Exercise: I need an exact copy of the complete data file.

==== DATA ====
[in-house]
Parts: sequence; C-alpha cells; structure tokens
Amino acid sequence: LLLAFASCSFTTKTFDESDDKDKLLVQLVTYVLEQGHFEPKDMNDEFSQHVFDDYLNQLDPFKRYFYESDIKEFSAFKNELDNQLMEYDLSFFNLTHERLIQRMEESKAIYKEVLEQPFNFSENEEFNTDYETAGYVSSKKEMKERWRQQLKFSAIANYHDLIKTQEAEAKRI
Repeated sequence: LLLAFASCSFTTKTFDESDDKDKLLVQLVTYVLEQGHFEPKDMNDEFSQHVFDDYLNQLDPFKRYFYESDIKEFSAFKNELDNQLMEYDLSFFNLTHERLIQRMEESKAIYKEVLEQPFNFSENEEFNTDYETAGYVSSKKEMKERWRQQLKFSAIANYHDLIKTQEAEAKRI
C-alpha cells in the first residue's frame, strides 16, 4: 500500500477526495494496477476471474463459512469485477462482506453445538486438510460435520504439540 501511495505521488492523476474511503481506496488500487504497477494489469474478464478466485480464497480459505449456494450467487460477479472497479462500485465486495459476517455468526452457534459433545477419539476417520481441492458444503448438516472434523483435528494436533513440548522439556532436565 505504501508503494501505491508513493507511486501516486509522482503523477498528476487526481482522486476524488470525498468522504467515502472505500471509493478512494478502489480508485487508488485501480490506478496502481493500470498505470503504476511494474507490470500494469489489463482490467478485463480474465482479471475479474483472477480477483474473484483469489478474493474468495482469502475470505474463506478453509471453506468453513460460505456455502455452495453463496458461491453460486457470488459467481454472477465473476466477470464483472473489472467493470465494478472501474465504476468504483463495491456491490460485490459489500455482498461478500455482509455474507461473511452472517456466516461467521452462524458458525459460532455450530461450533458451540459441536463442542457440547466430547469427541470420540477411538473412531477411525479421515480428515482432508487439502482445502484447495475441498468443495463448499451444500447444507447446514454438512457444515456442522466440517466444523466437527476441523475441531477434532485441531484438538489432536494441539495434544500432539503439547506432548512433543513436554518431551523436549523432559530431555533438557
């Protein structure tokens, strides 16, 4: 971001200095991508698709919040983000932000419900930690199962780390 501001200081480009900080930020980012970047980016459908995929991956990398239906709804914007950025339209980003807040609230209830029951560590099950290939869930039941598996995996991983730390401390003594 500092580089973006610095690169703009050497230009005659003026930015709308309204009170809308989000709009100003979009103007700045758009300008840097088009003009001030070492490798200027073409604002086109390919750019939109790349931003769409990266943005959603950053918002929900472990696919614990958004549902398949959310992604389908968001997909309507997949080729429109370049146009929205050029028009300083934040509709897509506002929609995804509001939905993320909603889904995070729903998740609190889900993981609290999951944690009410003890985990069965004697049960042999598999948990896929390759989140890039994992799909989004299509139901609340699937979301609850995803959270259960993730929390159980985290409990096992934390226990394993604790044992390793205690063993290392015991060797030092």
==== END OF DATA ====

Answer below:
[in-house]
Parts: sequence; C-alpha cells; structure tokens
Amino acid sequence: LLLAFASCSFTTKTFDESDDKDKLLVQLVTYVLEQGHFEPKDMNDEFSQHVFDDYLNQLDPFKRYFYESDIKEFSAFKNELDNQLMEYDLSFFNLTHERLIQRMEESKAIYKEVLEQPFNFSENEEFNTDYETAGYVSSKKEMKERWRQQLKFSAIANYHDLIKTQEAEAKRI
Repeated sequence: LLLAFASCSFTTKTFDESDDKDKLLVQLVTYVLEQGHFEPKDMNDEFSQHVFDDYLNQLDPFKRYFYESDIKEFSAFKNELDNQLMEYDLSFFNLTHERLIQRMEESKAIYKEVLEQPFNFSENEEFNTDYETAGYVSSKKEMKERWRQQLKFSAIANYHDLIKTQEAEAKRI
C-alpha cells in the first residue's frame, strides 16, 4: 500500500477526495494496477476471474463459512469485477462482506453445538486438510460435520504439540 501511495505521488492523476474511503481506496488500487504497477494489469474478464478466485480464497480459505449456494450467487460477479472497479462500485465486495459476517455468526452457534459433545477419539476417520481441492458444503448438516472434523483435528494436533513440548522439556532436565 505504501508503494501505491508513493507511486501516486509522482503523477498528476487526481482522486476524488470525498468522504467515502472505500471509493478512494478502489480508485487508488485501480490506478496502481493500470498505470503504476511494474507490470500494469489489463482490467478485463480474465482479471475479474483472477480477483474473484483469489478474493474468495482469502475470505474463506478453509471453506468453513460460505456455502455452495453463496458461491453460486457470488459467481454472477465473476466477470464483472473489472467493470465494478472501474465504476468504483463495491456491490460485490459489500455482498461478500455482509455474507461473511452472517456466516461467521452462524458458525459460532455450530461450533458451540459441536463442542457440547466430547469427541470420540477411538473412531477411525479421515480428515482432508487439502482445502484447495475441498468443495463448499451444500447444507447446514454438512457444515456442522466440517466444523466437527476441523475441531477434532485441531484438538489432536494441539495434544500432539503439547506432548512433543513436554518431551523436549523432559530431555533438557
């Protein structure tokens, strides 16, 4: 971001200095991508698709919040983000932000419900930690199962780390 501001200081480009900080930020980012970047980016459908995929991956990398239906709804914007950025339209980003807040609230209830029951560590099950290939869930039941598996995996991983730390401390003594 500092580089973006610095690169703009050497230009005659003026930015709308309204009170809308989000709009100003979009103007700045758009300008840097088009003009001030070492490798200027073409604002086109390919750019939109790349931003769409990266943005959603950053918002929900472990696919614990958004549902398949959310992604389908968001997909309507997949080729429109370049146009929205050029028009300083934040509709897509506002929609995804509001939905993320909603889904995070729903998740609190889900993981609290999951944690009410003890985990069965004697049960042999598999948990896929390759989140890039994992799909989004299509139901609340699937979301609850995803959270259960993730929390159980985290409990096992934390226990394993604790044992390793205690063993290392015991060797030092």